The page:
The leader of Turkey’s main opposition party said on Thursday that power had been cut at his home, after he refused to pay his bills for two months in protest at steep hikes in subsidized energy prices.
A currency crisis late last year sent inflation soaring and prompted the government to raise prices of everything from gas and electricity to road tolls, alcohol, bus fares and petrol in January.
“Energy is a basic human right. I wanted to be the voice of those who cannot pay,” Republican People’s Party (CHP) Chairman Kemal Kilicdaroglu said in a video posted on Twitter.
Annual inflation rose further to 61 percent in March. Many analysts blame the economic turmoil on a series of unorthodox interest rate cuts engineered by President Recep Tayyip Erdogan last year.
Kilicdaroglu said in February he would stop paying his electricity bills and called for the price hikes to be rolled back.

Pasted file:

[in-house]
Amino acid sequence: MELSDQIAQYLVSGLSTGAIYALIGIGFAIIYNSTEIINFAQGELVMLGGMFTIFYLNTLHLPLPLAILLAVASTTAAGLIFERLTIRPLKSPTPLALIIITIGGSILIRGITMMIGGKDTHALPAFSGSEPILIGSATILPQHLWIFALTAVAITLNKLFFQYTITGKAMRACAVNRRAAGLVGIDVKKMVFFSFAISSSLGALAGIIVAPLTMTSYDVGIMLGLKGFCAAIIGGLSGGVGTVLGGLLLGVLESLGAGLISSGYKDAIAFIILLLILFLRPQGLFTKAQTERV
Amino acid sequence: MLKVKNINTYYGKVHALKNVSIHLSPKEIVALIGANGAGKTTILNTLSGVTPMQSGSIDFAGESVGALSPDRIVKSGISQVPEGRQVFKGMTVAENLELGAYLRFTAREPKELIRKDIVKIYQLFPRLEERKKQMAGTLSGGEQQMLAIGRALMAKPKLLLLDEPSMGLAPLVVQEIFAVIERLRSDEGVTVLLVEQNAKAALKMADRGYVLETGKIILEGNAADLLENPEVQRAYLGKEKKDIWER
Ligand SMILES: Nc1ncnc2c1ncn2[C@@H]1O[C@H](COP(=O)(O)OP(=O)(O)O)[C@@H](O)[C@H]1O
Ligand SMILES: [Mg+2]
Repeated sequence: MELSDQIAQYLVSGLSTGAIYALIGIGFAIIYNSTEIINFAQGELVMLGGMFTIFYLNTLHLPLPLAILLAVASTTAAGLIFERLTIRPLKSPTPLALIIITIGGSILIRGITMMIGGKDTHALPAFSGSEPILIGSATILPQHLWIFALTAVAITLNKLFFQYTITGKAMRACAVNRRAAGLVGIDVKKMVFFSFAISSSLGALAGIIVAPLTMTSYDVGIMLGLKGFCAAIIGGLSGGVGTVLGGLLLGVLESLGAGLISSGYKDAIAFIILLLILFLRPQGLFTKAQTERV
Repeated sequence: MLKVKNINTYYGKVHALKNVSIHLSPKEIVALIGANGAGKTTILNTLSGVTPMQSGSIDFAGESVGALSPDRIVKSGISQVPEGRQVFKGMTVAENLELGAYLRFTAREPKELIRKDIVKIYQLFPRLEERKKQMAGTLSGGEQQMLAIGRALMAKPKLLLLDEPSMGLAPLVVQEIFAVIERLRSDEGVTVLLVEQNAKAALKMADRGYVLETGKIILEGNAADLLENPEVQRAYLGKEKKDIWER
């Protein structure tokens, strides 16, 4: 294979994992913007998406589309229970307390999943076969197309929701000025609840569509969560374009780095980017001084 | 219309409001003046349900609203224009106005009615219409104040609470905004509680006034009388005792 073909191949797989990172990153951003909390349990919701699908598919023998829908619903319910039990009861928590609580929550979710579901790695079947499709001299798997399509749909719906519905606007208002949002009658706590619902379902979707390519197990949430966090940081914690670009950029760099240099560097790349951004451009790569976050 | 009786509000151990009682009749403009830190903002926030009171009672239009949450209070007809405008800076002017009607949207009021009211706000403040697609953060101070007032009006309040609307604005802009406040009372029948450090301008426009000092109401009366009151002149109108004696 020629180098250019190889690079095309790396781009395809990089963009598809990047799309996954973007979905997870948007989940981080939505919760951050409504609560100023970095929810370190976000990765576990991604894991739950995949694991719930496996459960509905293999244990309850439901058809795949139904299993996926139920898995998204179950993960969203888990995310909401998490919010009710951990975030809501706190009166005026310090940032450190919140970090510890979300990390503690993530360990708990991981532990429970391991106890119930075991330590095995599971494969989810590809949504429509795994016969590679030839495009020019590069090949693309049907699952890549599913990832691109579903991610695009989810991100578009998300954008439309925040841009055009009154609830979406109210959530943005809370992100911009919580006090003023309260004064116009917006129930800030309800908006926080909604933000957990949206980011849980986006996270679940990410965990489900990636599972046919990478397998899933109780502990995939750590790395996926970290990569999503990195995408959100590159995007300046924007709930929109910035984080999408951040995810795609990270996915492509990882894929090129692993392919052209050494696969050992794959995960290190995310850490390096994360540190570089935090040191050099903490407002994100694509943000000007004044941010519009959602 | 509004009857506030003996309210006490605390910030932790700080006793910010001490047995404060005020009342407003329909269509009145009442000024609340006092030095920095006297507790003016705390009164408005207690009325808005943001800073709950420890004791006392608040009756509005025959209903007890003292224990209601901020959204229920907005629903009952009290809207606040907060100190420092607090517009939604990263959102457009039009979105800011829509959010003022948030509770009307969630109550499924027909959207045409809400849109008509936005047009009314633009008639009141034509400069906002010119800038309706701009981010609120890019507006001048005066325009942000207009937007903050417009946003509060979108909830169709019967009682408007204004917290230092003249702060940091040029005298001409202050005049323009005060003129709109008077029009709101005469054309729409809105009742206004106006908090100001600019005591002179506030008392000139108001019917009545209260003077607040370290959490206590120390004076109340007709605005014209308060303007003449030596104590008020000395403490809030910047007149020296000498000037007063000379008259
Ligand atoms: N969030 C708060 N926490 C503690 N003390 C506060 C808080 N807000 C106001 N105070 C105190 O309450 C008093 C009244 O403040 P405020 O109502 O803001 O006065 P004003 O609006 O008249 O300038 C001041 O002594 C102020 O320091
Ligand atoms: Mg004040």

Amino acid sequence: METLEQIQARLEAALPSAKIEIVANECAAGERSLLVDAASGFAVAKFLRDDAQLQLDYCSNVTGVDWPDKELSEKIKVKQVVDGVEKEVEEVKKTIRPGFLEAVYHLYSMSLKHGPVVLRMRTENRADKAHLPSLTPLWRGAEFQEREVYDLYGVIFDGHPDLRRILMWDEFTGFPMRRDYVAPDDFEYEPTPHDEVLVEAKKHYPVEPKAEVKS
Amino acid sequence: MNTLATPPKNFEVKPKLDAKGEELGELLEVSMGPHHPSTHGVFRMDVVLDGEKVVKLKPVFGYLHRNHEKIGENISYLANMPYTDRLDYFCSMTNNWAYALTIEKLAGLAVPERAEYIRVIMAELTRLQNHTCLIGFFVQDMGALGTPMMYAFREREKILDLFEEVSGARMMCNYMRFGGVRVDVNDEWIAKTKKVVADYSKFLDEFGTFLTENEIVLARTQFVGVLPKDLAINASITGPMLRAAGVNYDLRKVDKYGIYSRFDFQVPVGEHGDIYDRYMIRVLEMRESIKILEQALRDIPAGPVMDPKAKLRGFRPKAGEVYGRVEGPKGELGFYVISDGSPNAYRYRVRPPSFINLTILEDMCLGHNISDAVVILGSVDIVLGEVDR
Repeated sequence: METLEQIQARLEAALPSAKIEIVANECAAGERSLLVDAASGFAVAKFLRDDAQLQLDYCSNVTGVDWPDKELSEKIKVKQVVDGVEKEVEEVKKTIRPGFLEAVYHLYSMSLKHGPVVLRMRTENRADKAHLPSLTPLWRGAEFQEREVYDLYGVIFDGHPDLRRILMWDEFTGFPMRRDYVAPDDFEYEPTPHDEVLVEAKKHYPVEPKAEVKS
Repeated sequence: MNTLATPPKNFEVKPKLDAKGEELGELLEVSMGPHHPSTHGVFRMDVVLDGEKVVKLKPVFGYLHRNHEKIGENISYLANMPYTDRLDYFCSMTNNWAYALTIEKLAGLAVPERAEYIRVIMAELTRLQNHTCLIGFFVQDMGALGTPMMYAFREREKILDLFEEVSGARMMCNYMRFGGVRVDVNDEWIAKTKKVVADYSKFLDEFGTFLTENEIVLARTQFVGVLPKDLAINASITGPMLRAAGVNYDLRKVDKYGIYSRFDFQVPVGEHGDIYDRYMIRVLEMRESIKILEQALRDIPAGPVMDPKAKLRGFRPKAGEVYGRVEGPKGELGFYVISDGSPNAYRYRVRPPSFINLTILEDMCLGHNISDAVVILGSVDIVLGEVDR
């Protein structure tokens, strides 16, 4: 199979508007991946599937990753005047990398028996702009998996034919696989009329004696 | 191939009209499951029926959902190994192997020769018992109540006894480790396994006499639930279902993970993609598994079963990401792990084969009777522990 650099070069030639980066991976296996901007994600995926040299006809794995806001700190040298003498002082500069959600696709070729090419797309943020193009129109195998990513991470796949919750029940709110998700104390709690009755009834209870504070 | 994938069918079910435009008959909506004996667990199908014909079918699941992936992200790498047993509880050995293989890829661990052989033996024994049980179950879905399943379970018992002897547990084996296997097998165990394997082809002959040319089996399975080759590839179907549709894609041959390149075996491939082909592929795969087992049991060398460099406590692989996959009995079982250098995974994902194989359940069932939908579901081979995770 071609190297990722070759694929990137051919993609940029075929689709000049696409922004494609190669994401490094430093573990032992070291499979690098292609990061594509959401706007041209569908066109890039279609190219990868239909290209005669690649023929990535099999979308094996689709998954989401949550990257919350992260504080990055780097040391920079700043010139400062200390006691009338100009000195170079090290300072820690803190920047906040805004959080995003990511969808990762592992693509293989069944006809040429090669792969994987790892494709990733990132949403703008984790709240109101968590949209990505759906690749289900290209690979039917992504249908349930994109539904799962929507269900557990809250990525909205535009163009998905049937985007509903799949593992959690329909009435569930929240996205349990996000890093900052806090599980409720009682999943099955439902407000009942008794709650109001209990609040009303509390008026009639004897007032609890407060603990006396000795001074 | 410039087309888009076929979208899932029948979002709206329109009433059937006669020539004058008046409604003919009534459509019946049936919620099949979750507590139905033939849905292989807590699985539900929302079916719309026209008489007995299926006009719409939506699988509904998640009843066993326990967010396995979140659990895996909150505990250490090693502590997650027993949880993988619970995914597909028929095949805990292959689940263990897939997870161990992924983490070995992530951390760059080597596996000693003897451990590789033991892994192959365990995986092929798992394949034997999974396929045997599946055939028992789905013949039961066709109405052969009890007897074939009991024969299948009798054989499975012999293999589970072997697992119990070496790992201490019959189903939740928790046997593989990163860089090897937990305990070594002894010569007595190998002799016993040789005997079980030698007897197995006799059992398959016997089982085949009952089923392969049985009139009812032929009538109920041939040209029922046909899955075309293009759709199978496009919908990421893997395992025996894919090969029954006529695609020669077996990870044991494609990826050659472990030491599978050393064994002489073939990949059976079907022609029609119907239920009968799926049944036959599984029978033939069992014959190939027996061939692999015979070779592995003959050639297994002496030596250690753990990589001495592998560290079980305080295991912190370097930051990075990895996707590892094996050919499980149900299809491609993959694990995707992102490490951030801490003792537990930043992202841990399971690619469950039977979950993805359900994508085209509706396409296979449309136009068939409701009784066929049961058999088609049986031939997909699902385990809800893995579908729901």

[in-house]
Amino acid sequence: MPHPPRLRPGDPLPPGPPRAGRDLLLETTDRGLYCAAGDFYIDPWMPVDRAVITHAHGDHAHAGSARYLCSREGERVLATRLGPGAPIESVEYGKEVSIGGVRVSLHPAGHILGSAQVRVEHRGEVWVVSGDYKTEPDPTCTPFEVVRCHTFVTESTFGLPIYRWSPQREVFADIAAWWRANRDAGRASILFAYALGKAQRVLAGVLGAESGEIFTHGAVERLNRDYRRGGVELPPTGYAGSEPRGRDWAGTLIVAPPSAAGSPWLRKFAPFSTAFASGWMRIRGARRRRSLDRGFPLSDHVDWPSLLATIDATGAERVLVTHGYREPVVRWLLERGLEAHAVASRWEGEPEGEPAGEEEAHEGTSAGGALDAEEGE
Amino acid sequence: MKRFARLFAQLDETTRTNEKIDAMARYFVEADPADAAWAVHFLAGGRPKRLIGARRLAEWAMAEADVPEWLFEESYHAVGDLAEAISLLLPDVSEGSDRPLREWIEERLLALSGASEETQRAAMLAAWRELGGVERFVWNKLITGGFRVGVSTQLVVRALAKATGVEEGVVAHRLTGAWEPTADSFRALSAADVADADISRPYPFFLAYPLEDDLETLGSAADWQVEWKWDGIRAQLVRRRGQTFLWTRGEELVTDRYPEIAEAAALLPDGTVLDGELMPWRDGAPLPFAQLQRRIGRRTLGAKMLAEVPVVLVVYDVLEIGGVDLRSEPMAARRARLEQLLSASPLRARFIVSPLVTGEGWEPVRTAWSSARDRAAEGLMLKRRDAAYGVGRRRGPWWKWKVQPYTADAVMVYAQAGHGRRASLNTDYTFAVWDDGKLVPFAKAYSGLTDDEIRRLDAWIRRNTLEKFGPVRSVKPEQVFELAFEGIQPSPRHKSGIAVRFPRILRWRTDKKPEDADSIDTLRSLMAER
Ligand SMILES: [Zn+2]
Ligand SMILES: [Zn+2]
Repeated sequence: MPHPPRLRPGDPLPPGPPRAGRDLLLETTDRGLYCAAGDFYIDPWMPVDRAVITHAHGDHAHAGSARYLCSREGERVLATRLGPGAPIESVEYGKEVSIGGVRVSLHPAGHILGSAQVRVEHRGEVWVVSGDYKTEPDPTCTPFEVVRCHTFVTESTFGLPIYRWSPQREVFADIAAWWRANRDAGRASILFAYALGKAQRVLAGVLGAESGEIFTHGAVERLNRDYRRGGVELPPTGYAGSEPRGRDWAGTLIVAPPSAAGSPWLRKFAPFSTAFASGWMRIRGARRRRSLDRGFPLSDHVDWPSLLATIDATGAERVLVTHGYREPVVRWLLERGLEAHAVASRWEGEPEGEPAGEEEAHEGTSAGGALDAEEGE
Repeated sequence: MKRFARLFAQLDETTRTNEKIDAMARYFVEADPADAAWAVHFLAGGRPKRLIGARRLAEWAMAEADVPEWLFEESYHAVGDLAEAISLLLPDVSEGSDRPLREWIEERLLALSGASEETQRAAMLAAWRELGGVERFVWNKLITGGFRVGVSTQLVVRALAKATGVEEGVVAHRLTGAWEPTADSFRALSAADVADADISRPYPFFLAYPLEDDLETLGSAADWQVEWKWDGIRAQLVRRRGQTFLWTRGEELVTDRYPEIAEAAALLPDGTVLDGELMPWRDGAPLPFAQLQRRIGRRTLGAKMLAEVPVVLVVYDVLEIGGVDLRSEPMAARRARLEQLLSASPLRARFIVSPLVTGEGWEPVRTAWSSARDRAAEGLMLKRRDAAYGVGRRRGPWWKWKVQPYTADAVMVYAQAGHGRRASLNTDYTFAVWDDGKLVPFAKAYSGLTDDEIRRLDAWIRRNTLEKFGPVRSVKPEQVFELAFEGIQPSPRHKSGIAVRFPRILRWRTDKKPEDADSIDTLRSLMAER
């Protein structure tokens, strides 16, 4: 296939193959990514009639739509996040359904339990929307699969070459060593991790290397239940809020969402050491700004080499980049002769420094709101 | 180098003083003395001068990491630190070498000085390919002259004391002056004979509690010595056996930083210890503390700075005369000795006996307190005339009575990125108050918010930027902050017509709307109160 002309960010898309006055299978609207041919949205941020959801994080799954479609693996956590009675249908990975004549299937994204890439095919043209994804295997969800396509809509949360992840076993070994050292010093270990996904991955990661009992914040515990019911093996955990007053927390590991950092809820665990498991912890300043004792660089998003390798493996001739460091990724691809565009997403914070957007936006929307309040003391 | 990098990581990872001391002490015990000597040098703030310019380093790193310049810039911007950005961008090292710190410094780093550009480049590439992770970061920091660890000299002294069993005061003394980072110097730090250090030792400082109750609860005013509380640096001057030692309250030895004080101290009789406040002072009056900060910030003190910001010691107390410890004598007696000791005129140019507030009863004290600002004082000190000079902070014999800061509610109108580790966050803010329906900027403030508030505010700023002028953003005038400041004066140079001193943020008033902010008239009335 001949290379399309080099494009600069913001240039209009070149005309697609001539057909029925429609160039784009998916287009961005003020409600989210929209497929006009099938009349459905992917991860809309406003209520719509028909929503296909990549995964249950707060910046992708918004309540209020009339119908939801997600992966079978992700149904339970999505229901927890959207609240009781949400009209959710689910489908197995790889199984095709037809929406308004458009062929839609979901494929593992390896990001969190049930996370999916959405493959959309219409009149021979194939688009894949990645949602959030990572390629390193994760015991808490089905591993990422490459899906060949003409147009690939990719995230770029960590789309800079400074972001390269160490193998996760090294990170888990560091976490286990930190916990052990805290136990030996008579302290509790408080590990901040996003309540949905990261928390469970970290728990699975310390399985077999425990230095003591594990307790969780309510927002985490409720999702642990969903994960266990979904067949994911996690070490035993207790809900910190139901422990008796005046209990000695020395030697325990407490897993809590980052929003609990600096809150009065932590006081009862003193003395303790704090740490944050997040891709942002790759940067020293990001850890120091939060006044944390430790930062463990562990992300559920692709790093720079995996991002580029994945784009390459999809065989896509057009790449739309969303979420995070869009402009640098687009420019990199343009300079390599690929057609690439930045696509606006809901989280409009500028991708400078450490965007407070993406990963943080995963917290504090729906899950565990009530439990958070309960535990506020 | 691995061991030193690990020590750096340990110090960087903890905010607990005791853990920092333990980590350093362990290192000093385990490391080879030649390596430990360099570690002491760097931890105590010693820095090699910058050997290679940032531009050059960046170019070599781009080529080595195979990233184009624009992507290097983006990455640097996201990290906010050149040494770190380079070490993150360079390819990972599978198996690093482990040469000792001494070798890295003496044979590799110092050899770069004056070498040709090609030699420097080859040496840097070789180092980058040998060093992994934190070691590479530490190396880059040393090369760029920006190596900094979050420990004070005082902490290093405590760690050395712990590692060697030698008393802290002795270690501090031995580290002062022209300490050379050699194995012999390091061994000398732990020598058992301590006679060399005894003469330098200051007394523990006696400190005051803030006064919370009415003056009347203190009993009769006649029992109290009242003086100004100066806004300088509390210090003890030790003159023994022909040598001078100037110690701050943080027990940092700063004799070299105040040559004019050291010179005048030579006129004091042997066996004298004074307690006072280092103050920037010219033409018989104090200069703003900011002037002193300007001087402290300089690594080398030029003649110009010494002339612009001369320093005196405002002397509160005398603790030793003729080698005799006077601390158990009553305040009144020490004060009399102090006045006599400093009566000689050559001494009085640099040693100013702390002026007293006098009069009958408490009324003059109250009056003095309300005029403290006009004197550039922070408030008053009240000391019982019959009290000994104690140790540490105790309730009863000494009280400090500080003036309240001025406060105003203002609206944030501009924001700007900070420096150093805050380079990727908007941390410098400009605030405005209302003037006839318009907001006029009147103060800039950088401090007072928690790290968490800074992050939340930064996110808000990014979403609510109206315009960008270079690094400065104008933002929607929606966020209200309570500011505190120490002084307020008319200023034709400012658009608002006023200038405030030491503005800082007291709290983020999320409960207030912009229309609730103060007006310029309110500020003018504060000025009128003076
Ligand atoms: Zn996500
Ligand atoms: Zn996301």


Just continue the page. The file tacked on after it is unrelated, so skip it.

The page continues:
He said on Thursday that his wife notified him that power had been cut in their Ankara home, and that electricity prices -- which went up between 50 percent and 125 percent at the beginning of 2022 -- had risen more than 400 percent in three years.
Nearly 3.5 million Turkish subscribers had their power cut in 2021, Kilicdaroglu added without giving a source for that information.
The inflationary surge has hit Erdogan’s popularity ahead of national elections due no later than June 2023, in which Kilicdaroglu is seen as a potential contender for the presidency.
Years of double-digit inflation in addition to the recent jump have eroded household savings and earnings. Shopkeepers, city councils, and a religious community group have spoken out about the rising energy bills.
The lira lost 44 percent against the dollar last year largely due to the monetary easing, which began in September despite rising
inflation. The depreciation stoked inflation through Turkey’s heavy flow of imports.
The easing cycle was part of Erdogan’s new economic program that aims to boost exports, credit and investment, and that the government says will eventually ease inflation.
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